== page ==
an imaginative look a palaeolithic life

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Cats win at evolution

The prehistory of primate-cat relations has always been a rocky one.  First there’s the fossa, a Madagascan cat-like predator that eats lemurs, thought to be similar to ancestral cats just as lemurs are thought to be like the ancestors of monkeys and apes.   Clearly this relationship has been a rocky one from its inception.  And can you be surprised?  Both are intelligent and adapted for an arboreal environment – primate ancestors adapted for eating fruit and insects, and cat ancestors adapted for eating, well, primate ancestors.

Then during the Miocene there were a wide variety of large cats with huge teeth preying on the large varieties of apes that flourished in the extensive rainforest that covered much of the Old World.

The hominin fossil record bears witness to the animosity between cats and primates.  There are archaeological sites that are basically collections of bones in the lair of large cats with plenty of hominin bones among them.  Poor, unsuspecting hominins that ended up as sabre-tooth cat food.

But primates haven’t been just passive victims in all this.  There’s archaeological evidence for early humans scavenging lion kill.  As in “we may not have big sharp teeth like you, but we have bigger brains and can steal your food.”  Some might just say that stealing the food of animals that evolved to eat your kind is a little reckless.  But early humans were clever and brave.  And as human brains got bigger and bigger, they got better and better at not being eaten by big cats.  They developed projectile weapons.  In the end, cats had no chance against humans.  They couldn’t get close enough for their teeth and claws to be effective if the humans were throwing spears and shooting arrows at them.  So it looks like primates finally won the war.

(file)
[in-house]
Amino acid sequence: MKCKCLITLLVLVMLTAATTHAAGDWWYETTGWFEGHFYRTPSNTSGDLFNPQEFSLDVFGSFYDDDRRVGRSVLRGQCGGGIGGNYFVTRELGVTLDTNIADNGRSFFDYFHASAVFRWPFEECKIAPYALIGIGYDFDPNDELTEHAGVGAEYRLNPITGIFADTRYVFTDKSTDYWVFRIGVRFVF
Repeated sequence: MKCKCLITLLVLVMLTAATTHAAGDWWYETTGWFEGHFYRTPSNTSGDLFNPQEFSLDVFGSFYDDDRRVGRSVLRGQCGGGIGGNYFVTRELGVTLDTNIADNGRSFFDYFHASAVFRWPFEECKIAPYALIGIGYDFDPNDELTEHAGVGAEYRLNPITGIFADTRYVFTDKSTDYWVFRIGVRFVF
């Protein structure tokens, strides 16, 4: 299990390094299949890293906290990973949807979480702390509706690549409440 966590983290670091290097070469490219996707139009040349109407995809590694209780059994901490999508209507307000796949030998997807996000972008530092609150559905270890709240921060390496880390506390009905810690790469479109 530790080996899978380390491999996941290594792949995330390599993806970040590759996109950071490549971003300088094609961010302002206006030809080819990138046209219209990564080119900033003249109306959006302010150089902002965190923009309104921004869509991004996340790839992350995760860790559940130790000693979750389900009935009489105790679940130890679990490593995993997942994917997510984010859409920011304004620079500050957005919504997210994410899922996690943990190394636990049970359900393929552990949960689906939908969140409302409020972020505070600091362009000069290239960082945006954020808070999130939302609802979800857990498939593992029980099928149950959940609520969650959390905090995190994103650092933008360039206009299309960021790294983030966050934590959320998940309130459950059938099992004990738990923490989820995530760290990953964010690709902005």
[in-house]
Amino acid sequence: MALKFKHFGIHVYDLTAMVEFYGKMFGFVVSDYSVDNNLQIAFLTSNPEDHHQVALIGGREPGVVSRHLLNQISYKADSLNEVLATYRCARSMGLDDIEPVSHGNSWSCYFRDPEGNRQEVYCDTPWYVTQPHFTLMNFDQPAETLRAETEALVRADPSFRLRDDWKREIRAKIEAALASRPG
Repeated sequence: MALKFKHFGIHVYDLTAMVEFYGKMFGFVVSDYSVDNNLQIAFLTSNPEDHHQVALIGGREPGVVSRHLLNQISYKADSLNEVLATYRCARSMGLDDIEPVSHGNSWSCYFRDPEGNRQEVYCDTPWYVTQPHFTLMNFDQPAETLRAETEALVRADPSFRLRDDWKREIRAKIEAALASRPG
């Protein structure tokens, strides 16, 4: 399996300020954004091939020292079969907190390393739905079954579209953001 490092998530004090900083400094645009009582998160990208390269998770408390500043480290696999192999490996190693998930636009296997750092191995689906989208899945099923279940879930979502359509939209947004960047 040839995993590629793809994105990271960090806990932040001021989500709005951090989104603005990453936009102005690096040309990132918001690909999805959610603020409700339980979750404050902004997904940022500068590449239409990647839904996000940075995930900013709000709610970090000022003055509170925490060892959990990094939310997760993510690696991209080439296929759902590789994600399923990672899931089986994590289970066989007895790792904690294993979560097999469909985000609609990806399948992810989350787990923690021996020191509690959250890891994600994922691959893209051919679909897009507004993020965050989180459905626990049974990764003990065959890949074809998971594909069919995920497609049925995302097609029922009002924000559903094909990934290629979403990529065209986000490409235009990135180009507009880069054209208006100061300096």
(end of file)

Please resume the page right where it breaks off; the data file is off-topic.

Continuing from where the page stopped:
No.

Cats had a plan.  Unable to match projectile weapons no matter how big their teeth were, they took a different evolutionary route.  A sneaky one.   By evolving to be small and good at catching vermin that ate the seeds stores of neolithic humans, they got to share the humans’ food, warmth and shelter.   If you can’t beat them, join them, right?  Wrong again.  That’s what happened in the past.  The evolutionary niche they have now is more parasitic than mutualistic.

The domestic cat – aka Felis catus or Felis silvestris catus – is the same size as a human infant.  Its mew sounds very similar to the cry of a newborn human baby.  It has a round face with big eyes, like a human infant.  The domestic cat has gone down the same evolutionary route as the cuckoo, only much further.  Its entire life-cycle involves imitating baby humans and being coddled, fed and protected as though it were a human infant.  Its success is such that the human knows full well that the cat isn’t a baby human, but loves and pampers it anyway, because it’s cute, cuddly and less troublesome to look after than a real human infant.   And even with the huge technological prowess of modern humans, what’s that technology used for more than anything else?  Sharing pictures of cats.